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brokenness-1-656297-mIn 2004, Jessica Bowers, a 16 year old girl from upstate New York, elected to help her father with some yard work at their family home.  Jessica was entrusted with assisting with a post-hole digger in order to erect a fence on the premises.  A post-hole digger is a tool used to dig narrow holes to install posts, such as for fences and signs.  While assisting her stepfather, Jessica’s jacket got caught on one of the gears of the machine which resulted in her arm being severed from below the elbow.  Jessica, and her mother, brought a products liability claim against the manufacturer of the equipment claiming negligence and defective design.  After a trial on the matter, Jessica won an $8.8 million jury verdict.  On appeal, the manufacturer sought to overturn the verdict, claiming there could be no liability based on an interesting twist.

The manufacturer argued that it could not be held liable for a products liability claim predicated on a defective design because it did not produce the machine in the condition it was in at the time of Jessica’s injury.  It should be noted that Jessica’s family did not own the piece of machinery.  When Jessica’s stepfather had borrowed the machinery from family friend (and grape farmer), he failed to mention that he removed a safety shield that covered the machine’s gearbox.  Had this shield been present, as it had been in the original design by the manufacturer, Jessica’s jacket would not have caught on the exposed bolt that pulled her into the tractor.  The New York State Court of Appeals rejected this argument. Continue reading →

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helmetA seventeen year old boy was gearing up for the fourth quarter of a football game when he ran to the field and got ready for the play that would change his life.  The quarterback snapped the ball and the seventeen year old boy was involved in a helmet to helmet collision that knocked him unconscious immediately.  The boy, now a 21 year old man, was left partially paralyzed and without his short term memory.  Even after extensive physical therapy and occupational rehab, he relies on the assistance of a cane and is susceptible to seizures in any given moment as a result.  A lawsuit was filed against the manufacturer of the helmet, alleging an unsafe and/or defective design of the helmet pad, which was the alleged cause of the heartbreaking tragedy suffered by the young football player.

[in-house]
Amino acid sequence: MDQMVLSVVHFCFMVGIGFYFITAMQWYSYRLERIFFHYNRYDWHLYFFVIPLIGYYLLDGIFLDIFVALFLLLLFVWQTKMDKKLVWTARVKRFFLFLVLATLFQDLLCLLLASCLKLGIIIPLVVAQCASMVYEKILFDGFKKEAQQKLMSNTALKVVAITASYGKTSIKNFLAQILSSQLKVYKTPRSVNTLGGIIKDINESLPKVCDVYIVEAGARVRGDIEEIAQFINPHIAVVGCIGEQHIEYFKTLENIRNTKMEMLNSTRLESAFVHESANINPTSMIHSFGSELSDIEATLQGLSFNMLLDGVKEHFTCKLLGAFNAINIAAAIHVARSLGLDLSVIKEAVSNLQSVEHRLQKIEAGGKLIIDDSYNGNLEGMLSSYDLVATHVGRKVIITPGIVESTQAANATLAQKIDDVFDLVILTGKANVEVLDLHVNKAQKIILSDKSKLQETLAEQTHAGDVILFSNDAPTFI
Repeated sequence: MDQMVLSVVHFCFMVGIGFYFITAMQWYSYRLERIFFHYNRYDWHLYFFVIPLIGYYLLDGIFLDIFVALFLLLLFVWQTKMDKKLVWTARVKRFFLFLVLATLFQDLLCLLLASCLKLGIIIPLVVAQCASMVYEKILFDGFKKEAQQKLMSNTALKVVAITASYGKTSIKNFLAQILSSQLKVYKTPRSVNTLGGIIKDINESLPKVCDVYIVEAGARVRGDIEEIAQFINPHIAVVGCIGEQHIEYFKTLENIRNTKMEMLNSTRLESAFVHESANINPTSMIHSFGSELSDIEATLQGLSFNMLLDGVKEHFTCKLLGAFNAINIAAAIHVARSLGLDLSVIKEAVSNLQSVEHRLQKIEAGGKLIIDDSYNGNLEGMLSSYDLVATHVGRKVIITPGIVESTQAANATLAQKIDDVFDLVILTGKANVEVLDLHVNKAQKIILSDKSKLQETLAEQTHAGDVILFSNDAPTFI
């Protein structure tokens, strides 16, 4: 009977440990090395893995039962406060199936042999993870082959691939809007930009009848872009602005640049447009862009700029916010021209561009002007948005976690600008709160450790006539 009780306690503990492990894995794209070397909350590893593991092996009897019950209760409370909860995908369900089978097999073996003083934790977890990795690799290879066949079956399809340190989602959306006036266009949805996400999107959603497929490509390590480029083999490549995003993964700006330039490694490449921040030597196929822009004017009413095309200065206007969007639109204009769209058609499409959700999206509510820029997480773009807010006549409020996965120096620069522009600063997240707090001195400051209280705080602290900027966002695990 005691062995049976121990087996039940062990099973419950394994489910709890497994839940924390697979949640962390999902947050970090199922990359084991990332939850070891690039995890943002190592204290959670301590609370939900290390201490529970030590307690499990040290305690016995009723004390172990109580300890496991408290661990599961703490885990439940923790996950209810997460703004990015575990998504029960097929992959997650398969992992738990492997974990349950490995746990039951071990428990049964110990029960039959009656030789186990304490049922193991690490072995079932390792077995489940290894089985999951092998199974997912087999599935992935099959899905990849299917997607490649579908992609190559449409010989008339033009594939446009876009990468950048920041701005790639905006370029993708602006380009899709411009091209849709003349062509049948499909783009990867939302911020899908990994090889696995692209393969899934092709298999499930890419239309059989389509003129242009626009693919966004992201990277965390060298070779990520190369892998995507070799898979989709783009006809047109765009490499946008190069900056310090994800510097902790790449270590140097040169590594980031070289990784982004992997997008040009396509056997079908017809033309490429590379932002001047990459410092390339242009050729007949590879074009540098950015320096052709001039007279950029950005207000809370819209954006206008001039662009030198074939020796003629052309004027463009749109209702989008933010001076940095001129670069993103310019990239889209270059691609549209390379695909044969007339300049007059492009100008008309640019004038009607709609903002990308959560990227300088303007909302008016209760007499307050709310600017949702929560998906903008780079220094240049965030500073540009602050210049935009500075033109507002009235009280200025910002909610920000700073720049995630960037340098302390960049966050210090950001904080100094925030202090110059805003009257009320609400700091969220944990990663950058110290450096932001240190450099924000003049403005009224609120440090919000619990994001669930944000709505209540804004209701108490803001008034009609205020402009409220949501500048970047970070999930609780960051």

Similar cases have been filed against manufacturers of helmets across the country with factual situations like the above referenced case in California.  In Massachusetts, a case was recently filed against Riddell, Inc., the same manufacturer alleged with creating a defective helmet in the California case above.  The complaint, filed in Massachusetts, alleges that Riddell, Inc.’s failure to design the helmets to design and manufacturing specifications resulted in the following: Continue reading →

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medicationsIn the past few years, more and more litigation has ensued concerning pharmaceutical drugs and the potential hazards associated with those medications.  In a typical situation, a consumer has been prescribed a certain medication and after taking the recommended dosage (by the prescribing physician), the consumer develops some side effect that was omitted from the warning.  As a result, the consumer brings suit against the drug’s manufacturer alleging a cause of action predicated on negligence.  The consumer must show that the potential Defendant had a drug that it put into the stream of commerce, that there was a negligent design due to the manufacturer’s omission of a meaningful warning, that had the consumer been made aware of the warning he or she would have avoided the product, and that the consumer has been harmed as a result.

With the growing cost of prescriptions, generic drug manufacturers have stepped up to offer alternatives to the high price of name brand drugs.  Name brand drugs carry a cachet associated with their usage due to the rigorous testing and studies their drugs go through in order to get approval from the Food and Drug Administration (FDA).  After this testing is complete, and the beneficial effects of the drugs are substantiated, the drugs are allowed to be placed on the market for direct buy or prescription.  Generic drug manufacturers can circumvent the costly testing process by showing the FDA that they have drugs that are the bio-equivalent of the already approved name brand drug.  In addition to showing bio-equivalence (meaning that the substance of the pills are identical), the generic drug manufacturer must agree to have the same label information- including the same warnings. Continue reading →